Lucy Schrader, former HES Associate State Specialist and former Building Strong Families Program Coordinator, University of Missouri Extension
People often wish for more time, more money, a different job because we think those things will make us happier, but we do not always find lasting happiness in those things. Researcher Sonja studied happiness for more than 25 years and discusses what she has found in her book The How of Happiness.
Through many studies, Lyubomirsky has found that:
- 50 percent of happiness is determined by genetics
- 10 percent is determined by circumstances or situations (health, wealth, age, where we live, life events, etc.)
- 40 percent of happiness is within our control
Lyubomirsky explains that what we buy, where we live or where we work may make us happy for a short time, but the happiness does not last. People tend to rapidly adapt to any circumstantial change in life. A person may get a new job, adapt to new surroundings and be happy with the change for a few months, and then start wishing for something more or different again. The person gets into a cycle of wanting something, getting it, adapting to it and then wanting something better.
Lyubomirsky outlines 12 happiness activities with strategies of maintaining happiness. The strategies focus on developing relationships (friends and family) and changing our intentions (what we do and how we think).
Here are a few ideas to try:
- This is the belief that one’s goals can be accomplished or that the future is positive
- One strategy Lyubomirsky recommends is a “best possible selves” activity. Think about yourself in the future and write about all areas of how you will be your best — family, work, accomplishments, etc. The act of writing helps because we learn about ourselves, organize our thoughts, give meaning to life and look at who we are today so we can be our best in the future.
- Increasing optimism is not to say that bad things do not happen, because they do. It is more about getting through rough times and being optimistic that things can get better.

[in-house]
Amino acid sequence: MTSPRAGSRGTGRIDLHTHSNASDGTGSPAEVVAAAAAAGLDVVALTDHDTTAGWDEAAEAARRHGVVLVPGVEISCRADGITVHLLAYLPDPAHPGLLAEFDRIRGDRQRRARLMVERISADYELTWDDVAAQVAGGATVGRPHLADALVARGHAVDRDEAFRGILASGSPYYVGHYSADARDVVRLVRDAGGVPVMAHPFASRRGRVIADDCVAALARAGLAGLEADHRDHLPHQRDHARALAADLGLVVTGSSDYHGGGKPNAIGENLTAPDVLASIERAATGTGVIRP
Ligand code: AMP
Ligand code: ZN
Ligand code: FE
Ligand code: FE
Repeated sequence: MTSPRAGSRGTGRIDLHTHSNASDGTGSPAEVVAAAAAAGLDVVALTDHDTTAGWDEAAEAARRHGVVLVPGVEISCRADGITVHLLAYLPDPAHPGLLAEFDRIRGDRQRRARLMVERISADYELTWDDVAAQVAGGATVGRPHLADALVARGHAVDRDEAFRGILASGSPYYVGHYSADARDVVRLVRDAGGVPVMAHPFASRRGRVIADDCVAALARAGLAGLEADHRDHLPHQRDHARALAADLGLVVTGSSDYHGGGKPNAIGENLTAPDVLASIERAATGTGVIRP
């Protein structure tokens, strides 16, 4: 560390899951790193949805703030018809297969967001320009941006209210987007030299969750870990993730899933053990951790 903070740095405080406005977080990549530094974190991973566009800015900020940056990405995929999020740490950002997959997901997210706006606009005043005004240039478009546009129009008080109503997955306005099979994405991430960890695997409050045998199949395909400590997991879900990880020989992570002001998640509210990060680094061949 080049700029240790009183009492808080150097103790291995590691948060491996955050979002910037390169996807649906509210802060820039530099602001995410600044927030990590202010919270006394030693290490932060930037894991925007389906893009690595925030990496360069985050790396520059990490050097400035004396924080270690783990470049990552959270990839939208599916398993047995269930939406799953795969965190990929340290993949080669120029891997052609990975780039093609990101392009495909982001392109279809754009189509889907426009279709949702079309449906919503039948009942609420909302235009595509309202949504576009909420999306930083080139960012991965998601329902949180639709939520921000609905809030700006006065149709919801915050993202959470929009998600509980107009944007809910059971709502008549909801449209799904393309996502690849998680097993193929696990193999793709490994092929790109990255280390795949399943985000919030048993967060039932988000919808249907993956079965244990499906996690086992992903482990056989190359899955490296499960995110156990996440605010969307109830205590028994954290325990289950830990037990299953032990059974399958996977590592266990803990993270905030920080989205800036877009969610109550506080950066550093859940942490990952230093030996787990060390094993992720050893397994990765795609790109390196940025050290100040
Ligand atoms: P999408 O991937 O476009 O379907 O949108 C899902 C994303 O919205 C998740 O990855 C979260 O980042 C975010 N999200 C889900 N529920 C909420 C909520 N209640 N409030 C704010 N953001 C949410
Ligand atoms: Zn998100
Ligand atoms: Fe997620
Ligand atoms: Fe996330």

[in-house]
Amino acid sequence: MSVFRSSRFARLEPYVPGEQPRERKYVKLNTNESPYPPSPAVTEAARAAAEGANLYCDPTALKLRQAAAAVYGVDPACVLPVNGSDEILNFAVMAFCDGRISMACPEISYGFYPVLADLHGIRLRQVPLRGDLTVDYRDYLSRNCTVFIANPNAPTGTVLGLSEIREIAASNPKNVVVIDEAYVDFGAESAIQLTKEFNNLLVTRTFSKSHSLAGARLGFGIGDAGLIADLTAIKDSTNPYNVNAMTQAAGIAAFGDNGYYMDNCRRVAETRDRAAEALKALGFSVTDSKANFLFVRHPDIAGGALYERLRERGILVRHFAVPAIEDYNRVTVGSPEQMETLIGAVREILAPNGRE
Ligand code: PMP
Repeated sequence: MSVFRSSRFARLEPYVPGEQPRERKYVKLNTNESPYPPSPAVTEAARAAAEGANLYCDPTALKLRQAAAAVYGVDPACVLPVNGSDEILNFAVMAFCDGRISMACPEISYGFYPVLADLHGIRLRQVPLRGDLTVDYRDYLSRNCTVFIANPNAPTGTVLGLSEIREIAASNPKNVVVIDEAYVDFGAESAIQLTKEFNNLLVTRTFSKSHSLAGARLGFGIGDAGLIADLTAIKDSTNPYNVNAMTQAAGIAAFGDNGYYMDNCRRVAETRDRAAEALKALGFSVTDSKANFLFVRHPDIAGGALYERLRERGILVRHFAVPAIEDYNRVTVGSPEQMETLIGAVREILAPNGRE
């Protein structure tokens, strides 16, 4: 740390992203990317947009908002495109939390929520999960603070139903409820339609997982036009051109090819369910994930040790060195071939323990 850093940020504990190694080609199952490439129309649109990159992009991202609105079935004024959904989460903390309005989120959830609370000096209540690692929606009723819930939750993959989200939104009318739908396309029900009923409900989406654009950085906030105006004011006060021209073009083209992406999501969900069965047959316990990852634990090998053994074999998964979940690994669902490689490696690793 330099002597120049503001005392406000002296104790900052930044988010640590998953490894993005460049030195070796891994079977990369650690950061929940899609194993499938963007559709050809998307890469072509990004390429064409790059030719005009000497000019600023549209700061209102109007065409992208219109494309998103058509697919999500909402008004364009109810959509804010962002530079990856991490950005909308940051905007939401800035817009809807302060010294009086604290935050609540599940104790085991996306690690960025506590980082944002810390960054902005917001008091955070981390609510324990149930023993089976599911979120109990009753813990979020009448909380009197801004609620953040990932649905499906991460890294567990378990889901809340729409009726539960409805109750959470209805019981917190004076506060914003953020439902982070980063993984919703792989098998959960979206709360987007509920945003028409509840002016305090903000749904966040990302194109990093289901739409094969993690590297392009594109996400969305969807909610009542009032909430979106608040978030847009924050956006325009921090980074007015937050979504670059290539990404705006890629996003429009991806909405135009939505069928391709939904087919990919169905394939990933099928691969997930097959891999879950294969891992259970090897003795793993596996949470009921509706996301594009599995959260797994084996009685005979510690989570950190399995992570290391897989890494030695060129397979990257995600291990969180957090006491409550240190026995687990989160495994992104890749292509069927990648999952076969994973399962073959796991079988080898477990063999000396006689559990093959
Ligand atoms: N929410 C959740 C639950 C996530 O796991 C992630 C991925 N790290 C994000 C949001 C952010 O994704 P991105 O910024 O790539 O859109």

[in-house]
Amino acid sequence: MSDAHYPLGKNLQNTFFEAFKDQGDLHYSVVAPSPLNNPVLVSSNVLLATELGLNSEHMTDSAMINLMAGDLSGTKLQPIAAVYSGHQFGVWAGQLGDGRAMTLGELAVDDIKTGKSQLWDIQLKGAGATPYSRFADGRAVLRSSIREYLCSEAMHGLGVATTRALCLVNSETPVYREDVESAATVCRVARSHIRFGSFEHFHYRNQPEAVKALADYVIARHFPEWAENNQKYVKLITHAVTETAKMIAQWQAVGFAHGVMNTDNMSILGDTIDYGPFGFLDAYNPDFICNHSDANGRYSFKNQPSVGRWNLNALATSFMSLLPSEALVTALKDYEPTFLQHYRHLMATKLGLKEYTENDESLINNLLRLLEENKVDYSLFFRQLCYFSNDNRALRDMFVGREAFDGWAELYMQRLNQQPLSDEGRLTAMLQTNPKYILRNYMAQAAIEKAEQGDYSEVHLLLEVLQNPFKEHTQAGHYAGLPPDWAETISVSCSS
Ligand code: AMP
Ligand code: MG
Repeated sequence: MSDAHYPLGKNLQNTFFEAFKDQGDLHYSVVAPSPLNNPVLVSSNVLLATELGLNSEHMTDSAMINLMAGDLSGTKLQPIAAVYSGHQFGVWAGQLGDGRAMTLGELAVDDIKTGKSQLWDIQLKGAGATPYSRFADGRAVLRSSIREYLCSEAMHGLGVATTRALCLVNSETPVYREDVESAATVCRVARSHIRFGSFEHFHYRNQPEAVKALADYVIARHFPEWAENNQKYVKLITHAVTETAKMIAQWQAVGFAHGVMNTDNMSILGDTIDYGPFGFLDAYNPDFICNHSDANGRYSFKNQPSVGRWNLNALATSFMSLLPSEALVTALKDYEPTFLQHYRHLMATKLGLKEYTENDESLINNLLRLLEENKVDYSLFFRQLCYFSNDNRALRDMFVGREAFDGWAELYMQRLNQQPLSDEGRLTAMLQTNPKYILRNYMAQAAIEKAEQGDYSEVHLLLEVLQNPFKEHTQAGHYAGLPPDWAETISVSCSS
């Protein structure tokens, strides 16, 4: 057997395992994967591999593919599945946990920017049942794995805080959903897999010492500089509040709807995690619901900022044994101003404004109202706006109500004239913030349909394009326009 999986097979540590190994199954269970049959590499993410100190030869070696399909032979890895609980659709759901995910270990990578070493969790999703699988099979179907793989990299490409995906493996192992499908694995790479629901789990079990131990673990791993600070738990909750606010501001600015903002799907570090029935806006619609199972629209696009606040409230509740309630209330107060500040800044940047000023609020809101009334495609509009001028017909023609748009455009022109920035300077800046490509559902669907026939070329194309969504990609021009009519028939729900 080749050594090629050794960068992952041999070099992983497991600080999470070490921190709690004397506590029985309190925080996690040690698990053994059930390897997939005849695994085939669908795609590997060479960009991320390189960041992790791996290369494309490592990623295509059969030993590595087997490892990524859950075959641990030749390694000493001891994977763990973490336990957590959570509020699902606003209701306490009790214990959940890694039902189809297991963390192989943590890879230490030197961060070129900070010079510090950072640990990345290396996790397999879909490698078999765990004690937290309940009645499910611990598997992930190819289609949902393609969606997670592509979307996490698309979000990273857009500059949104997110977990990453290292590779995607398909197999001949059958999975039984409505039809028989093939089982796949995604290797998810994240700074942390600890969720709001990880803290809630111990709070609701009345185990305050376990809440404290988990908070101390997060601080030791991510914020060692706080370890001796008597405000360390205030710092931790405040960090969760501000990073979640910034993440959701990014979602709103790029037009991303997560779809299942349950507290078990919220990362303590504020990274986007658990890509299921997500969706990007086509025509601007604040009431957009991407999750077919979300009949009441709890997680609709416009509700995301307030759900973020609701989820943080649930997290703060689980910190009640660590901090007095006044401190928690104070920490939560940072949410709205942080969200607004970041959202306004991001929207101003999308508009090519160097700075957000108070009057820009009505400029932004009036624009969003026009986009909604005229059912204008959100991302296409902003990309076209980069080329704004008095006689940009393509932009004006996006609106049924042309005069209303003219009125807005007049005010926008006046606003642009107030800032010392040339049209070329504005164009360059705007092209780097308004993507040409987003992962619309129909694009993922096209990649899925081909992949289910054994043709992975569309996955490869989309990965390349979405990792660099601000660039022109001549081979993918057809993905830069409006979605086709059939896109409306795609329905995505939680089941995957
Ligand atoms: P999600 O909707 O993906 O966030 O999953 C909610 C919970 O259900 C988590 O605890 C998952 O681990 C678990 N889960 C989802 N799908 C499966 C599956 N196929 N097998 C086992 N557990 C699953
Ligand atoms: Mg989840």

Practice acts of kindness
- Find one day of the week and do one new big act of kindness or three to five little ones. These can be done at home, school, work or anywhere else.
- If you already do kind things on a daily basis, pick one day and do something extra special to increase the happiness boost (e.g., volunteer at a school or food pantry for an hour, or let the cars ahead of you in line for the day to help others get through traffic). At a recent training, a mom shared that her family does pay-it-forward Fridays. Everyone, including the kids, has to do one kind or helpful thing for each person on Friday. Maybe it’s leaving a note in a lunchbox, cheering someone on at a game or setting out someone’s coat in the morning. Her kids grumbled at first but they now look forward to doing little things for each other on Fridays, and mom said she notices a difference in how they all treat each other.
Invest in relationships
- In successful relationships, people spend time together and talk. In our busy lives, trying to find more time to be together can be difficult. Start small and add time here and there. For example, take a minute every morning to find out what each person is going to do that day. Later that day, have each person share how that activity went.
- Another way to have stronger relationships is to think about your family and friends. What is one good thing that each person brings to your family or friendship? The next time you see that person, say “thank you” for what he or she does. Sharing positives and gratitude lets people know you care and appreciate them. They are more likely to want spend time with you and create a better relationship.
It takes time and effort to engage in happiness strategies. It doesn’t always happen overnight. Not all strategies work for each person. Individual personalities and styles play a part in which strategies work, so try different things and see which ones give you the biggest happiness boost.